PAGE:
Qin: Tomb of the Middle Kingdom

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Qin: Tomb of the Middle Kingdom
Cover art
Developer(s)Learn Technologies Interactive
Publisher(s)Time Warner Electronic Publishing
Platform(s)MS-DOS, Windows, Macintosh
Release1995 (MS-DOS)
1997 (Windows)
Genre(s)Graphic Adventure

Qin: Tomb of the Middle Kingdom is a Myst-like graphic adventure computer game developed by Learn Technologies Interactive published by Time Warner Interactive and released for MS-DOS, Windows, and Macintosh systems.


The game was revealed at the 1996 Electronic Entertainment Expo; their booth was "filled with green foliage and running water stocked with free refreshments", described as an "attractive place to rest and relax in the midst of chaos".[1]


The game takes place in the year 2010, where the international conglomerate "Mega Media," headed by Hal Davis, funds a government-approved excavation of the Qin burial mound. The player takes on the role of a researcher assigned to this project. (In reality, the chamber of the terracotta army is the farthest any archaeological team has progressed.) One night, as the researcher is exploring alone, a sudden earthquake opens up the ground underneath, and the researcher tumbles into a deeper part of the tomb. While exploring the tomb, which is immense, he is privy to the observations of the ghost of a Chinese scholar, who was aware of the brutal nature of the emperor and a witness to this brutality.

The game eventually leads to a goal the emperor sought in life—an elixir that can confer immortality. Possessing this, the player has a choice: give it to the dead-but-not-quite-gone Qin, who will revive; deliver it to Hal Davis; or pour it into a scale model of the planet. Each has its own result—the renewed emperor will re-take control of China, Hal Davis becomes immortal in a decaying world, or kick-start the renewal of the planet itself, respectively.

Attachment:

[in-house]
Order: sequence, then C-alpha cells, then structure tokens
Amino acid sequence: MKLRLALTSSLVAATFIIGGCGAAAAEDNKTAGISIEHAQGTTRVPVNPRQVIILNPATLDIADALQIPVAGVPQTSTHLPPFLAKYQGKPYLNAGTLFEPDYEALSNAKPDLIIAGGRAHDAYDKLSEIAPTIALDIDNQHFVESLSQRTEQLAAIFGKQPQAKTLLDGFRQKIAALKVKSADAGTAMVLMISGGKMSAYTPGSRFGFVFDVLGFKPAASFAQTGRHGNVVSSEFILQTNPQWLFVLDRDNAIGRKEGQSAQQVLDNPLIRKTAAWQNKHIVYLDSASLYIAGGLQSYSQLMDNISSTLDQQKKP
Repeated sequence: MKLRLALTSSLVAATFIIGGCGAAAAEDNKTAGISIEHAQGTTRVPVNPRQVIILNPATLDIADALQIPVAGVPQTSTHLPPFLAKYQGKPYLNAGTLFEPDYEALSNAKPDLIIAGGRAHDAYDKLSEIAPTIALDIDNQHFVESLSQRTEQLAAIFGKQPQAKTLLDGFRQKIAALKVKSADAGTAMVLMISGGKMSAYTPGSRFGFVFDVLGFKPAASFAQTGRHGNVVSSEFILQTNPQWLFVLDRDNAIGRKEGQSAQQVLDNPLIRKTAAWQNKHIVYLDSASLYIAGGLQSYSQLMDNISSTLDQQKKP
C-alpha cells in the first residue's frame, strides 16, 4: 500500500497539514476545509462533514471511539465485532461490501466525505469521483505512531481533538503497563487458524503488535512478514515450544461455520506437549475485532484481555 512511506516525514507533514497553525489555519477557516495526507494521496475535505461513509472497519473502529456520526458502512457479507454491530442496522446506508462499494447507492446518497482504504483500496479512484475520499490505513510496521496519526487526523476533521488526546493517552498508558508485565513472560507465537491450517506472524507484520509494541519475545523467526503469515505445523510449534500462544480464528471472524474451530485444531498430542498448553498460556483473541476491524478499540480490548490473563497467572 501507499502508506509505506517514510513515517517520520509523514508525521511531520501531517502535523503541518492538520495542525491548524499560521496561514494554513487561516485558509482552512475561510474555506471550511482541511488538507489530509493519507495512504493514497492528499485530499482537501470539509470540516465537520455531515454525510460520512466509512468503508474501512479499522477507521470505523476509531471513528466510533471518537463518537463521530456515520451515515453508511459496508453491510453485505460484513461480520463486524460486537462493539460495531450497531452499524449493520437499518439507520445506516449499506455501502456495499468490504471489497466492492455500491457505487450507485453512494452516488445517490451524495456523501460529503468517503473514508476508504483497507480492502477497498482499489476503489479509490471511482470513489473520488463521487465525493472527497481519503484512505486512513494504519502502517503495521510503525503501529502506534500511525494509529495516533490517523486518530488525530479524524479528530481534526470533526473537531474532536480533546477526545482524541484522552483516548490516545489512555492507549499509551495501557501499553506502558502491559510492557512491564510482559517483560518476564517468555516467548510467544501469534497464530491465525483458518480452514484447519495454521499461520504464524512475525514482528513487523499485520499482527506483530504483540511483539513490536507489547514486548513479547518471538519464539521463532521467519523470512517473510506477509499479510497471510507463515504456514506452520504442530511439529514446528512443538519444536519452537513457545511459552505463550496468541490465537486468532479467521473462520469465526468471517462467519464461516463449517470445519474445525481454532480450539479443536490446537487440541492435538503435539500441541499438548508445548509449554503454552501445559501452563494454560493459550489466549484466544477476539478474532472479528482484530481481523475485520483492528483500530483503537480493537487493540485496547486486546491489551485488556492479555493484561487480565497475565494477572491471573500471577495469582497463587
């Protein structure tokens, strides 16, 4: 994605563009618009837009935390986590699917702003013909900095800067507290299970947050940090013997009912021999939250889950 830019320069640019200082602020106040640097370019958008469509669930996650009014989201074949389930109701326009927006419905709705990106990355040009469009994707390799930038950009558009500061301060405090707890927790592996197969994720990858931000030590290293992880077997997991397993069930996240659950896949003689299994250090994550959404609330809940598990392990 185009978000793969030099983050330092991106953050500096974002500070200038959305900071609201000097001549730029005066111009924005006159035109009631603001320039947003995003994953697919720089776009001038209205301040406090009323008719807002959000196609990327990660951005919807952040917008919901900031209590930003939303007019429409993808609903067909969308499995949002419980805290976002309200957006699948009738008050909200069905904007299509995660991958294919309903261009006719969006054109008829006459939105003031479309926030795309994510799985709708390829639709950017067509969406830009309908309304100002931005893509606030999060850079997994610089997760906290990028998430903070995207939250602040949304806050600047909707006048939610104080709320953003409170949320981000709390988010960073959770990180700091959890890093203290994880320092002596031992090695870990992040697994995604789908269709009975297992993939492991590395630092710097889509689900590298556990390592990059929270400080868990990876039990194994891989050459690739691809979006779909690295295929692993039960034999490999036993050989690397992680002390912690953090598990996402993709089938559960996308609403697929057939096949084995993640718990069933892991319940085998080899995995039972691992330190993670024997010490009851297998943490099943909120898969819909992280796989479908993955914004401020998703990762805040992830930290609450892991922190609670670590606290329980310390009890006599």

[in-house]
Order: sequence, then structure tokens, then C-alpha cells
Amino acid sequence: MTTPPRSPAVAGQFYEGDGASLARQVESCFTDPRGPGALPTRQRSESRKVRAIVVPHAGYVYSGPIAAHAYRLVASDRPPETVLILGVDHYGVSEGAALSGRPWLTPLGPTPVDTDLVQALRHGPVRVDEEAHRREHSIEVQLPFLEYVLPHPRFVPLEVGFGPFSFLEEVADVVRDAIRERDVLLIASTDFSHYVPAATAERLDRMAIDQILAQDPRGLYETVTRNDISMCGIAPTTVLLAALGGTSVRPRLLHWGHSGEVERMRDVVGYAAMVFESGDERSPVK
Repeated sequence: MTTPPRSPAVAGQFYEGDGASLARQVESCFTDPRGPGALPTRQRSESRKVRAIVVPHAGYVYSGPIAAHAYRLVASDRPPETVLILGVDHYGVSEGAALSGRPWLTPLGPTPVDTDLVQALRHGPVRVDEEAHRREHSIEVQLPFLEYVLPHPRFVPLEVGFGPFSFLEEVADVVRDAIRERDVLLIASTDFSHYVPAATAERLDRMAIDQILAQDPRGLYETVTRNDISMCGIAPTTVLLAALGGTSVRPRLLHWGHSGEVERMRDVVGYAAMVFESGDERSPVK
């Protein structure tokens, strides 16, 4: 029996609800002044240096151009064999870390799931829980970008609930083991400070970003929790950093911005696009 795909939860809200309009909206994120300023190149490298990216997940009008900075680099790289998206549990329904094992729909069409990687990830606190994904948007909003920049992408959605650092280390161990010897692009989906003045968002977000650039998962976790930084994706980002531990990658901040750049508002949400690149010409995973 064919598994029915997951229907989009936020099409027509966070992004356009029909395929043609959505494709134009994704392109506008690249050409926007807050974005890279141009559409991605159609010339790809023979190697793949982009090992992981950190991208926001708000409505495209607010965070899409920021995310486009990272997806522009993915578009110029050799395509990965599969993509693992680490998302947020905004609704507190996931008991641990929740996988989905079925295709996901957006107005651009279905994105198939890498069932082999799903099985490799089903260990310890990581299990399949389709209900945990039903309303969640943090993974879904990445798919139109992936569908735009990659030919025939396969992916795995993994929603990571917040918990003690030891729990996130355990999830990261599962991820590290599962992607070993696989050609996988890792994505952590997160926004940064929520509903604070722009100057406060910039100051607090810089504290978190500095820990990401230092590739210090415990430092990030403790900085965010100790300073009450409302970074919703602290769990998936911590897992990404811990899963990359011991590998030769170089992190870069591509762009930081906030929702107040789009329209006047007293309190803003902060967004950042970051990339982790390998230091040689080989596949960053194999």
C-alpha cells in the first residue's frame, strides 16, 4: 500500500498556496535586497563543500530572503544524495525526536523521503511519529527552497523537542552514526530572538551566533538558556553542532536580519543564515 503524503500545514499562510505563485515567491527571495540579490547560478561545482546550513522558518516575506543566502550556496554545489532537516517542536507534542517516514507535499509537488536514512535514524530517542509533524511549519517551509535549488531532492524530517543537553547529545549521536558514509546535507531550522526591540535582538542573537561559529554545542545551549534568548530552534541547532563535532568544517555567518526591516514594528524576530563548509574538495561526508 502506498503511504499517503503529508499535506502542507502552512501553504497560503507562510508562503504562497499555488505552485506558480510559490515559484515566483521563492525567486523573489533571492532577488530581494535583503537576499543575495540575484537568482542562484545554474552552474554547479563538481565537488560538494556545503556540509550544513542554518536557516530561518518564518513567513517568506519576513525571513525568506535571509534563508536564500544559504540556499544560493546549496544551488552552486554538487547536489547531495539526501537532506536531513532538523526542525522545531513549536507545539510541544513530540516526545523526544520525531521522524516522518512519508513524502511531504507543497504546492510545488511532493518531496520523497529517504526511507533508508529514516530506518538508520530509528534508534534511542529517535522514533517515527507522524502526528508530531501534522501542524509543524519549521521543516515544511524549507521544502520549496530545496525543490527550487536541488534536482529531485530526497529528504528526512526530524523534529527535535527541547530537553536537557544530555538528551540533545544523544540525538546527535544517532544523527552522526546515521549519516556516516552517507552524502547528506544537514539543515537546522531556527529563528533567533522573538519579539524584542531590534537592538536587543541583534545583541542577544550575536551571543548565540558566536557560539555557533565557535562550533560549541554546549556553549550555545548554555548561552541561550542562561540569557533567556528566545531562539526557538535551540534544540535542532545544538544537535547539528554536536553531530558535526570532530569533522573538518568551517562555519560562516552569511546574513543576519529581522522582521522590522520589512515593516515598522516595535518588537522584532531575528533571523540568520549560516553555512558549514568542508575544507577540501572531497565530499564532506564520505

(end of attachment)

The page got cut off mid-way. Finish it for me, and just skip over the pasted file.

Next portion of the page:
Review scores
CGSP2/5 stars[2]
Next Generation1/5 stars[3]
PC GamesB[4]
MacHome Journal4/5 stars[5]

A reviewer for Next Generation gave the game one out of five stars, saying that though the game's puzzles are trickier than most Myst clones, requiring the player to read up on Chinese history and mythology, it is still an excessively dull experience.[3]

The Computer Game Developers Conference nominated Qin for its 1996 "Best Prerendered Art" Spotlight Award,[6] which ultimately went to Zork Nemesis.[7]

Entertainment Weekly gave the game an A-."[8]


  1. ^ "QIN: Tomb Of The Middle Kingdom". www.thecomputershow.com. Retrieved 31 March 2017.
  2. ^ Yans, Cindy (21 September 1996). "Qin Review". Computer Games Strategy Plus. Archived from the original on 7 October 1997.
  3. ^ a b "Qin: Tomb of the Middle Kingdom". Next Generation. No. 23. Imagine Media. November 1996. p. 279.
  4. ^ Brenesal, Barry (August 1996). "Adventure; Qin: Tomb of the Middle Kingdom". PC Games. Archived from the original on 13 November 1996.
  5. ^ Foley, Mike (May 1997). "Qin: Tomb of the Middle Kingdom". MacHome Journal. Archived from the original on 23 November 2001.
  6. ^ Staff (15 April 1997). "And the Nominees Are..." Next Generation. Archived from the original on 5 June 1997.
  7. ^ "Spotlight Awards Winners Announced for Best Computer Games of 1996" (Press release). Santa Clara, California: Game Developers Conference. 28 April 1997. Archived from the original on 3 July 2011.
  8. ^ "Qin: Tomb of the Middle Kingdom". EW.com. Retrieved 4 November 2018.

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